while, there are some issues to be concerned about—even putting aside how Biden plans to help poor children with these tax hikes.
First of all, it’s not entirely certain that raising capital gain tax rates will reap that much revenue. One analysis out of the Wharton Business School at UPenn found that raising the capital gains rate could actually lower federal tax revenue by $33 billion between 2022 and 2031. That analysis dovetails with findings from the Tax Foundation, which said the policy would cost the Treasury $124 billion over 10 years.
How can that be? Well, a lavish stock portfolio isn’t taxed annually. Unlike with your home, there isn’t a county tax collector who appraises its value every year. You only pay taxes when you realize a gain, ie when you sell. The key is that you get to decide when to sell, so affluent stock owners adjust to the new rules.
“Folks could accelerate realizing gains before the higher rate is applied,” said Dana D’Auria, co-chief investment officer at Envestnet PMC. They could use this change in tax policy as an “opportunity to rip the bandaid off, sell shares on a low cost basis, and better diversify their portfolio.” Or they could just hold onto their assets as much as possible, passing on wealth to their heirs.
The Biden administration tries to offset this problem through increasing taxes on inherited assets by nixing the stepped-up basis rule. The same Wharton study found doing so would take in more than $110 billion over 10 years, and Biden would count on increased IRS to enforce the logistical headache of demonstrating the cost basis for every asset you’ve purchased. This hurdle is one of the reasons the rule exists in the first place.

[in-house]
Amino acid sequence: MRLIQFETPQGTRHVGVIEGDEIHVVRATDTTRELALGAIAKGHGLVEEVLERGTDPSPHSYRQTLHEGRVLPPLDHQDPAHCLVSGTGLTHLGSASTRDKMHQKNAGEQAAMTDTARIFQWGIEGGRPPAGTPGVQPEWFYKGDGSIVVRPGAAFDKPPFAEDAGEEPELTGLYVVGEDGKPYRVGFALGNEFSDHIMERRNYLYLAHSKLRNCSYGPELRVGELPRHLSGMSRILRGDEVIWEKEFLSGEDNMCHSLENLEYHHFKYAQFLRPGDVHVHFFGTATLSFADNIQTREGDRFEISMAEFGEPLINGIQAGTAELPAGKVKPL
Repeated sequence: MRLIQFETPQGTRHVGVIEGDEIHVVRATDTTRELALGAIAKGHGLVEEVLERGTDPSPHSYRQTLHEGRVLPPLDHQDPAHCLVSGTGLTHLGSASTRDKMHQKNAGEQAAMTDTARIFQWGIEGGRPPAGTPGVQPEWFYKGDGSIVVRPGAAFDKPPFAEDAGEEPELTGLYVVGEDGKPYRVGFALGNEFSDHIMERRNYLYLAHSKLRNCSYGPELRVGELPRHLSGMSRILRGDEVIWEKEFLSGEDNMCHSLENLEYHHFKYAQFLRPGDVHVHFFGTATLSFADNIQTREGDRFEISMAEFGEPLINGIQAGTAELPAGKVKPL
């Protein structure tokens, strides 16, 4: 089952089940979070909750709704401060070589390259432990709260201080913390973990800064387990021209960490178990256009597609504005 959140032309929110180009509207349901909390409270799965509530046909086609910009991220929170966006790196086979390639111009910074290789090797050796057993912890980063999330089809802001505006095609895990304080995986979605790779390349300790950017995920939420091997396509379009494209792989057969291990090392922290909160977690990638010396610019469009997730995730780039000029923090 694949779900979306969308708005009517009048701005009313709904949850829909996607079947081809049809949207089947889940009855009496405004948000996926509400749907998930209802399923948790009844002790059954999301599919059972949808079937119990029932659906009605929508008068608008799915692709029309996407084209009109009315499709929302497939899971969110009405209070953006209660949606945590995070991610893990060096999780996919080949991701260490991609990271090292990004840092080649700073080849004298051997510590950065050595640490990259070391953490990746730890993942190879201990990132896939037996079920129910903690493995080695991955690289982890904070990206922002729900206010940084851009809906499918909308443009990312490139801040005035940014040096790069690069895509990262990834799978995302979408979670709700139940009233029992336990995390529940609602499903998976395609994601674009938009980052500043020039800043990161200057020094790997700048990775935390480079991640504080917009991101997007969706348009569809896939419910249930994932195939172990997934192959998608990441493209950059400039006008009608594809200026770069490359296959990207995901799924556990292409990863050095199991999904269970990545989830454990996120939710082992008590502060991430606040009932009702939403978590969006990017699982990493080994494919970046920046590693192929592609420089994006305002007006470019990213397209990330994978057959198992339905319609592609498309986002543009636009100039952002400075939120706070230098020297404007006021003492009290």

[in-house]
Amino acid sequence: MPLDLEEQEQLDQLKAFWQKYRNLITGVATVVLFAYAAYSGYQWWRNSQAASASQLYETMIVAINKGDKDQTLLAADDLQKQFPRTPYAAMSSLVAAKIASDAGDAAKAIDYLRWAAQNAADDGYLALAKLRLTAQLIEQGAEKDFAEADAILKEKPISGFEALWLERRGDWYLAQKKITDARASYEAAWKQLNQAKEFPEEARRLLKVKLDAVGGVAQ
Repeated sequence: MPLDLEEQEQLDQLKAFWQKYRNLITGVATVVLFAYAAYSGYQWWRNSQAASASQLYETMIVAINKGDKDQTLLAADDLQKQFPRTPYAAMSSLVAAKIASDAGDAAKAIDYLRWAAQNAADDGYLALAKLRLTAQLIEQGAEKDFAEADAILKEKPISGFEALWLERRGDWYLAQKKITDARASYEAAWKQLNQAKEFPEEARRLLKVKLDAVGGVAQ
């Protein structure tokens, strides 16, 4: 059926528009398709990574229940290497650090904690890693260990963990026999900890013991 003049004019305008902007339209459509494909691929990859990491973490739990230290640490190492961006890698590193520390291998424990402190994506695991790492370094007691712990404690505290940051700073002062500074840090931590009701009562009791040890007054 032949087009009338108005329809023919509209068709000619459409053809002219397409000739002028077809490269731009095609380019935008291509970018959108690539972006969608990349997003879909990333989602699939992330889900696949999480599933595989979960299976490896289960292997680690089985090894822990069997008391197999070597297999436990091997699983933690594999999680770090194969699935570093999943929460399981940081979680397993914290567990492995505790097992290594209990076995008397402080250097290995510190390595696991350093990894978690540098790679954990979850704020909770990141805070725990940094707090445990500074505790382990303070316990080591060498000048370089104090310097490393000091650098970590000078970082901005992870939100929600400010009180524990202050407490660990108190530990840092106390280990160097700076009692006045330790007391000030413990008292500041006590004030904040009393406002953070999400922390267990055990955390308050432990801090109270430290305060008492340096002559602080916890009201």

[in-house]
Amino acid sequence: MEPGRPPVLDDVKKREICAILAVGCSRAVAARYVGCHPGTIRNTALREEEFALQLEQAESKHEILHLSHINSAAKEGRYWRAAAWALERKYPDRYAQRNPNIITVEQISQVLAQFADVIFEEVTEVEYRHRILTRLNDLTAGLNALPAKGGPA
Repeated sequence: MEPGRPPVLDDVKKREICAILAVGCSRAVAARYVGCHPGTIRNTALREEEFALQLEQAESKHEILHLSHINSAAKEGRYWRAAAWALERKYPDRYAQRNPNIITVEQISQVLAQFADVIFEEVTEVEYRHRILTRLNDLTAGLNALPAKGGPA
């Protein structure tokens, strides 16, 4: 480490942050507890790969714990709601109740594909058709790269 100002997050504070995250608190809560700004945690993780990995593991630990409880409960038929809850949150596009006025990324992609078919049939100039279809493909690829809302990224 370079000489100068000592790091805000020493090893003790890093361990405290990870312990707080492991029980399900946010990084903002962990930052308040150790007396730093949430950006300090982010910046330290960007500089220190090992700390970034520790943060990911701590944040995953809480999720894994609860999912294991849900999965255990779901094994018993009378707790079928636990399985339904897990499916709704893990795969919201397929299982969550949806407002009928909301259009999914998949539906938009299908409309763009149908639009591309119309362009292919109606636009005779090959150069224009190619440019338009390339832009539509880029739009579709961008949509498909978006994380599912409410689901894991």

But it takes a long time to hire and train more IRS staff and the rich will enlist a bevy of estate attorneys and esoteric trusts to lower their tax bills. Moreover, some middle class earners might be subject to the tax if they, for instance, inherit real estate or a home from their parents or another relative that has a very high valuation.
Another concern is that higher taxes could imperil the creation of new business, which is especially troubling since there are fewer startups than in the past.
“The doubling of taxes would hurt the returns on private investment into venture capital and private equity funds,” said Mace McCain, chief investment officer at Frost Investment Advisors. “These funding sources have been a primary source of funding for new drug discoveries and technology innovation.”
How Biden’s Capital Gains Tax Plan Affects You
Unlike with the 2017 Tax Cuts and Jobs Act, you might not have a dog in this fight. That bill doubled the standard deduction for most filers, got rid of personal exemptions and increased the child tax credit for Americans with wages up to $400,000.
Unless you earn more $1 million you won’t pay more in capital gains rates anytime soon. You may be affected by the stepped up basis rule, but remember that the bill is far from becoming law and will likely change long before it’s signed.
Still, the recent short-lived stock sell-off after details of the tax emerged may have unnerved you. Will your 401(k) suffer as a result of rich investors balking at higher rates? Almost assuredly not.
It’s not as if demand for the future earnings of big-time American companies will go poof. Equities are still the most consistent, highest earning assets, especially for those with a long time before they retire. In any case, you don’t want to make a hasty bet that will harm your long-term wealth.
“By not being disciplined,” said D’Auria, “you stand the risk of making a wrong decision.”